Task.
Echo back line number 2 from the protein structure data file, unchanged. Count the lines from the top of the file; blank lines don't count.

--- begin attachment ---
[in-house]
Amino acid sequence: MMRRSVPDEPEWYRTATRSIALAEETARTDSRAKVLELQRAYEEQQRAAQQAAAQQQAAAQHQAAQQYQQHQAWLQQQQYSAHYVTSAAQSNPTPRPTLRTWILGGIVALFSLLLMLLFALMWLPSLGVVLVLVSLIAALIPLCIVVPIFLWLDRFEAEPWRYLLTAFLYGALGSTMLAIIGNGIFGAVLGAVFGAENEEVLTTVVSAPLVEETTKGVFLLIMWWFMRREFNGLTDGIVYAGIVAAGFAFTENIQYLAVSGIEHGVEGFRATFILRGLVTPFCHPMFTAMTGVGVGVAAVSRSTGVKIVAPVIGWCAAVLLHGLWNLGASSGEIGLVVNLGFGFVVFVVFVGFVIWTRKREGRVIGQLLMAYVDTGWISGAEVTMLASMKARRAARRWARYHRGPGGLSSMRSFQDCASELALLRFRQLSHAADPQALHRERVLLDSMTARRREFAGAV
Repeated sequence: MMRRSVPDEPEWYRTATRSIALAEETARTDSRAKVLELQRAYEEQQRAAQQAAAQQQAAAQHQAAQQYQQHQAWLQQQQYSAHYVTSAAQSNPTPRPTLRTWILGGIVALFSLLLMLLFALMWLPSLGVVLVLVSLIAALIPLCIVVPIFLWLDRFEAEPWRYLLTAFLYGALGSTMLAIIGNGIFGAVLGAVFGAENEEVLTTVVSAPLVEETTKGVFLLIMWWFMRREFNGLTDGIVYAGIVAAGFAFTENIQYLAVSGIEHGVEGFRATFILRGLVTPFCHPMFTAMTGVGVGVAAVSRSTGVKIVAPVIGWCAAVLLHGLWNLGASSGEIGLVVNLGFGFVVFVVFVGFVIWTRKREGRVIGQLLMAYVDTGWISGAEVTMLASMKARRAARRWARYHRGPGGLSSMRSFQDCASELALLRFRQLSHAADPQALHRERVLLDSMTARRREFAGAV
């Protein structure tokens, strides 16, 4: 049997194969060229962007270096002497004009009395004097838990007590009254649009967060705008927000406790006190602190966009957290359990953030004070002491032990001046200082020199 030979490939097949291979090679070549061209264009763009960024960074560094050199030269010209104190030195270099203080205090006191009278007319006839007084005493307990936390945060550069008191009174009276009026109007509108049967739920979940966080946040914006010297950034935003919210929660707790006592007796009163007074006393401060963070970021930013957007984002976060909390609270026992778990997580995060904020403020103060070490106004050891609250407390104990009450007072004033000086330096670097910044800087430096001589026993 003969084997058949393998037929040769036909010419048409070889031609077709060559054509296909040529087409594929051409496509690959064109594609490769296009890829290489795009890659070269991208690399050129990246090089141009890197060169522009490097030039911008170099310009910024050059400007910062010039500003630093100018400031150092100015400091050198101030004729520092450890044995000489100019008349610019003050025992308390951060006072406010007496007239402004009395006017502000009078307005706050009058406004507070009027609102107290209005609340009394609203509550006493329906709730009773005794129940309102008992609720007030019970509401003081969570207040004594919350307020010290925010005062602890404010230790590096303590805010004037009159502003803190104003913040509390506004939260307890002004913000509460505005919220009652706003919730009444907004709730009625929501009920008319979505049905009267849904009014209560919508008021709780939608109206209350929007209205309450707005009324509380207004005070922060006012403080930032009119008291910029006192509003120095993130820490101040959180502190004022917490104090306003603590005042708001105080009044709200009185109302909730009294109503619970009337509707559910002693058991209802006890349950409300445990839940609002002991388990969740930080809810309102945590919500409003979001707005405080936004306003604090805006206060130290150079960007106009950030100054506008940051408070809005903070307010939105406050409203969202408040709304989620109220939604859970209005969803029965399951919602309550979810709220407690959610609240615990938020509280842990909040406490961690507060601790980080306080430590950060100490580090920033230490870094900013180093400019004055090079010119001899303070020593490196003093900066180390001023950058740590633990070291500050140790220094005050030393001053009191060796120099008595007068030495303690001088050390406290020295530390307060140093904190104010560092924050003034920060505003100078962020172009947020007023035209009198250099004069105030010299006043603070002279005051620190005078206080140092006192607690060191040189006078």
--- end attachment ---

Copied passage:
Amino acid sequence: MMRRSVPDEPEWYRTATRSIALAEETARTDSRAKVLELQRAYEEQQRAAQQAAAQQQAAAQHQAAQQYQQHQAWLQQQQYSAHYVTSAAQSNPTPRPTLRTWILGGIVALFSLLLMLLFALMWLPSLGVVLVLVSLIAALIPLCIVVPIFLWLDRFEAEPWRYLLTAFLYGALGSTMLAIIGNGIFGAVLGAVFGAENEEVLTTVVSAPLVEETTKGVFLLIMWWFMRREFNGLTDGIVYAGIVAAGFAFTENIQYLAVSGIEHGVEGFRATFILRGLVTPFCHPMFTAMTGVGVGVAAVSRSTGVKIVAPVIGWCAAVLLHGLWNLGASSGEIGLVVNLGFGFVVFVVFVGFVIWTRKREGRVIGQLLMAYVDTGWISGAEVTMLASMKARRAARRWARYHRGPGGLSSMRSFQDCASELALLRFRQLSHAADPQALHRERVLLDSMTARRREFAGAV